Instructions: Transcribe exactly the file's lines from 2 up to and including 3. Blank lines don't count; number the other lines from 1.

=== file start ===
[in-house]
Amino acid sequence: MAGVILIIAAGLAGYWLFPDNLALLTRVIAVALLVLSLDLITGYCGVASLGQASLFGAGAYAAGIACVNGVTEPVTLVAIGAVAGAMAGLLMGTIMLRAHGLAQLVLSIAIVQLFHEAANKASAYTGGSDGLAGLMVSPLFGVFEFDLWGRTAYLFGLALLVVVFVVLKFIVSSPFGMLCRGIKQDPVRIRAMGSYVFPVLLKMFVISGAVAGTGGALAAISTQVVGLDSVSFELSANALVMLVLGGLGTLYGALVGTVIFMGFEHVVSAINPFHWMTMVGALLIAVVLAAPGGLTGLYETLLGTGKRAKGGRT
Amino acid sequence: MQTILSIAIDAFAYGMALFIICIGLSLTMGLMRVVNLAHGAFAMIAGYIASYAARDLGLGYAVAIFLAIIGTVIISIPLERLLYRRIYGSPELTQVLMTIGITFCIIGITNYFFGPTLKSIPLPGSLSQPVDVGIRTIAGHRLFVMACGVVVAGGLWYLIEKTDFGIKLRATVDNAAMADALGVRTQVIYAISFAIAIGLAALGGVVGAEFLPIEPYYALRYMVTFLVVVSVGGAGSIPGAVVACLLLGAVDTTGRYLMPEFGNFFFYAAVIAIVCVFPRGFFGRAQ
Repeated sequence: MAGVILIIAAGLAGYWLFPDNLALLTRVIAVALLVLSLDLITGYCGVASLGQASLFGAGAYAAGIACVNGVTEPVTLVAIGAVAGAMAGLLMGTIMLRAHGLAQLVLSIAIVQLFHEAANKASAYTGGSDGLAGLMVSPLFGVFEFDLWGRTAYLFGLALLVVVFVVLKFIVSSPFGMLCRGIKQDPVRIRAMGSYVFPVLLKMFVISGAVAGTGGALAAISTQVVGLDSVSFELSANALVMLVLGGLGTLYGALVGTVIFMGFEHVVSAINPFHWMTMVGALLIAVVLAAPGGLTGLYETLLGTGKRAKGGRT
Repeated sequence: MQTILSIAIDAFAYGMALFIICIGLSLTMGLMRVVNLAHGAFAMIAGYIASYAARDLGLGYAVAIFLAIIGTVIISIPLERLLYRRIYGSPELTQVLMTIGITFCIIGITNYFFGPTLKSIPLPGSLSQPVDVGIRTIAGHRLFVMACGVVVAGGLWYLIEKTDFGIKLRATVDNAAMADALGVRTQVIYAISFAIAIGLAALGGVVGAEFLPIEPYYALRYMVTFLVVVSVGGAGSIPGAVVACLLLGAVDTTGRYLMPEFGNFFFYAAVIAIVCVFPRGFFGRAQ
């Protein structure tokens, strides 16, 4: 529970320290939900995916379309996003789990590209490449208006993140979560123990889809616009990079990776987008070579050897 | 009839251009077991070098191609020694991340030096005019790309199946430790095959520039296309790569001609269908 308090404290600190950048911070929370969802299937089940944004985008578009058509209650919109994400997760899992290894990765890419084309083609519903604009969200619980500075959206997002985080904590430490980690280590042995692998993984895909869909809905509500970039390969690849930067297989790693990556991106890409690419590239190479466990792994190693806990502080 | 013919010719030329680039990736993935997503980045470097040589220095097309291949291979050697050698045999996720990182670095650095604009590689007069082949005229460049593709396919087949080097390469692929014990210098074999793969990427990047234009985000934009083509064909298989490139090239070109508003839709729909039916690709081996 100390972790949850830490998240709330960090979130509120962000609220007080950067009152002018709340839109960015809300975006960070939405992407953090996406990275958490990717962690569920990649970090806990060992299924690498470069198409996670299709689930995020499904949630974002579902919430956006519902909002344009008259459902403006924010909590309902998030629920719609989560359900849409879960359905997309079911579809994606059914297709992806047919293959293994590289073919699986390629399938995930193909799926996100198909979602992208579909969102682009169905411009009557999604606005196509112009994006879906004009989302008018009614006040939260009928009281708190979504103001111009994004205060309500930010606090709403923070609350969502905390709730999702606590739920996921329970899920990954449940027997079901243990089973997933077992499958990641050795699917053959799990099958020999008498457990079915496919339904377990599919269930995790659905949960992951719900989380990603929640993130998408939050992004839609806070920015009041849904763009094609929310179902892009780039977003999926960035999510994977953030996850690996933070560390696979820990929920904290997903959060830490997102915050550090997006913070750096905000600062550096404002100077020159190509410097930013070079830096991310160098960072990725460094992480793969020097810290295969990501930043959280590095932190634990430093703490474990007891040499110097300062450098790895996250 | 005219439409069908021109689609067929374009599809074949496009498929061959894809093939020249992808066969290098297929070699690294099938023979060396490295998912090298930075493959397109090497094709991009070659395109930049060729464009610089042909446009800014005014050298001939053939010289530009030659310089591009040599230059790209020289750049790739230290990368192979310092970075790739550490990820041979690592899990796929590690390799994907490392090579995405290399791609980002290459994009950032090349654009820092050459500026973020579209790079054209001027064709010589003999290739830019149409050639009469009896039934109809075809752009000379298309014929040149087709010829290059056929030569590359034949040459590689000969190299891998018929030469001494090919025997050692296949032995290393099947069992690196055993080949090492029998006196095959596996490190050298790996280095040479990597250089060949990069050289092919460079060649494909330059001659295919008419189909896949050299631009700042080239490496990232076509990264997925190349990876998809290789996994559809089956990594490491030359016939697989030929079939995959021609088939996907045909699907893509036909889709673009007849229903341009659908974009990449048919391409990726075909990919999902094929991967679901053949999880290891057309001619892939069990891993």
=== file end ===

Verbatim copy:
Amino acid sequence: MAGVILIIAAGLAGYWLFPDNLALLTRVIAVALLVLSLDLITGYCGVASLGQASLFGAGAYAAGIACVNGVTEPVTLVAIGAVAGAMAGLLMGTIMLRAHGLAQLVLSIAIVQLFHEAANKASAYTGGSDGLAGLMVSPLFGVFEFDLWGRTAYLFGLALLVVVFVVLKFIVSSPFGMLCRGIKQDPVRIRAMGSYVFPVLLKMFVISGAVAGTGGALAAISTQVVGLDSVSFELSANALVMLVLGGLGTLYGALVGTVIFMGFEHVVSAINPFHWMTMVGALLIAVVLAAPGGLTGLYETLLGTGKRAKGGRT
Amino acid sequence: MQTILSIAIDAFAYGMALFIICIGLSLTMGLMRVVNLAHGAFAMIAGYIASYAARDLGLGYAVAIFLAIIGTVIISIPLERLLYRRIYGSPELTQVLMTIGITFCIIGITNYFFGPTLKSIPLPGSLSQPVDVGIRTIAGHRLFVMACGVVVAGGLWYLIEKTDFGIKLRATVDNAAMADALGVRTQVIYAISFAIAIGLAALGGVVGAEFLPIEPYYALRYMVTFLVVVSVGGAGSIPGAVVACLLLGAVDTTGRYLMPEFGNFFFYAAVIAIVCVFPRGFFGRAQ